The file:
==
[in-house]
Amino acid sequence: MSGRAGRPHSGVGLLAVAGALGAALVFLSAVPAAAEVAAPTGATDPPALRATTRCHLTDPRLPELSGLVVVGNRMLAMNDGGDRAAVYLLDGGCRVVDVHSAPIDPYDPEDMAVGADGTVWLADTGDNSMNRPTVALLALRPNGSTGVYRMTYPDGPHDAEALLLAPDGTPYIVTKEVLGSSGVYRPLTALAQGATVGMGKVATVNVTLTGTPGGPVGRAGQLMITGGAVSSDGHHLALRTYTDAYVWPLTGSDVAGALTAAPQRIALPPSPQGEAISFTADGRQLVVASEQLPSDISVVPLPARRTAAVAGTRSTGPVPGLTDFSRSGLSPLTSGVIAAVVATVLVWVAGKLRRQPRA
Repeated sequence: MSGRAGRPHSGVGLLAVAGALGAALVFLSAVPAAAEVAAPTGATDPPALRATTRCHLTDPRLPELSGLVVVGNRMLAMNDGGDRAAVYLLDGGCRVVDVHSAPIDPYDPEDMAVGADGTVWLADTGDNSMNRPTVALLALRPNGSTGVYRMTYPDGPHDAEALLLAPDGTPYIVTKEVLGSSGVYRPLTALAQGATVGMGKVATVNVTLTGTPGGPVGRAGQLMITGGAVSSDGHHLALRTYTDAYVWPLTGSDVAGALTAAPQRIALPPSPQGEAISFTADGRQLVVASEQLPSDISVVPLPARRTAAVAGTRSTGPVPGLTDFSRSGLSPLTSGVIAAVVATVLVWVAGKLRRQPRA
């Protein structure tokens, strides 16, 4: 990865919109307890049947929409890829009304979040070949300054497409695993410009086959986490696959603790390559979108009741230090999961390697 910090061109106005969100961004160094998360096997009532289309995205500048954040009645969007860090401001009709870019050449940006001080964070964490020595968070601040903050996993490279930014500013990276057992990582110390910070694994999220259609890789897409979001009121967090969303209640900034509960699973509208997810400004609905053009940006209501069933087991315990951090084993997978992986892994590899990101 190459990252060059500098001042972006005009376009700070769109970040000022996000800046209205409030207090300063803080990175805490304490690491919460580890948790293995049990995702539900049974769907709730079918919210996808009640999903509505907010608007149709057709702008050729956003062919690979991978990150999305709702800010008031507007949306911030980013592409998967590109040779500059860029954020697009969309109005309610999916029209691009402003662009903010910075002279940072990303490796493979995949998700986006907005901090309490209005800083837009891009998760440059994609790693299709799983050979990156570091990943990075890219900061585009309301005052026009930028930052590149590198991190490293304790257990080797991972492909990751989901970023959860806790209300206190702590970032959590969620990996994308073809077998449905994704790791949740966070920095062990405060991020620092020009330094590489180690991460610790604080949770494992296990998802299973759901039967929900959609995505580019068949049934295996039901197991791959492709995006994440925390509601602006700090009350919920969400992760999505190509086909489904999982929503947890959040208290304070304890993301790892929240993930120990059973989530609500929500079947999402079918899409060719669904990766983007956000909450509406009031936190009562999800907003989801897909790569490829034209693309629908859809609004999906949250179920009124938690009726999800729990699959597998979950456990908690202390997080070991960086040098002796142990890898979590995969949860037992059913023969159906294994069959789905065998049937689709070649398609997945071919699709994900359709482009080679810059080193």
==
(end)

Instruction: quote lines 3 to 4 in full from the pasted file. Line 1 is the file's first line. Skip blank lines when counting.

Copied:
Repeated sequence: MSGRAGRPHSGVGLLAVAGALGAALVFLSAVPAAAEVAAPTGATDPPALRATTRCHLTDPRLPELSGLVVVGNRMLAMNDGGDRAAVYLLDGGCRVVDVHSAPIDPYDPEDMAVGADGTVWLADTGDNSMNRPTVALLALRPNGSTGVYRMTYPDGPHDAEALLLAPDGTPYIVTKEVLGSSGVYRPLTALAQGATVGMGKVATVNVTLTGTPGGPVGRAGQLMITGGAVSSDGHHLALRTYTDAYVWPLTGSDVAGALTAAPQRIALPPSPQGEAISFTADGRQLVVASEQLPSDISVVPLPARRTAAVAGTRSTGPVPGLTDFSRSGLSPLTSGVIAAVVATVLVWVAGKLRRQPRA
């Protein structure tokens, strides 16, 4: 990865919109307890049947929409890829009304979040070949300054497409695993410009086959986490696959603790390559979108009741230090999961390697 910090061109106005969100961004160094998360096997009532289309995205500048954040009645969007860090401001009709870019050449940006001080964070964490020595968070601040903050996993490279930014500013990276057992990582110390910070694994999220259609890789897409979001009121967090969303209640900034509960699973509208997810400004609905053009940006209501069933087991315990951090084993997978992986892994590899990101 190459990252060059500098001042972006005009376009700070769109970040000022996000800046209205409030207090300063803080990175805490304490690491919460580890948790293995049990995702539900049974769907709730079918919210996808009640999903509505907010608007149709057709702008050729956003062919690979991978990150999305709702800010008031507007949306911030980013592409998967590109040779500059860029954020697009969309109005309610999916029209691009402003662009903010910075002279940072990303490796493979995949998700986006907005901090309490209005800083837009891009998760440059994609790693299709799983050979990156570091990943990075890219900061585009309301005052026009930028930052590149590198991190490293304790257990080797991972492909990751989901970023959860806790209300206190702590970032959590969620990996994308073809077998449905994704790791949740966070920095062990405060991020620092020009330094590489180690991460610790604080949770494992296990998802299973759901039967929900959609995505580019068949049934295996039901197991791959492709995006994440925390509601602006700090009350919920969400992760999505190509086909489904999982929503947890959040208290304070304890993301790892929240993930120990059973989530609500929500079947999402079918899409060719669904990766983007956000909450509406009031936190009562999800907003989801897909790569490829034209693309629908859809609004999906949250179920009124938690009726999800729990699959597998979950456990908690202390997080070991960086040098002796142990890898979590995969949860037992059913023969159906294994069959789905065998049937689709070649398609997945071919699709994900359709482009080679810059080193």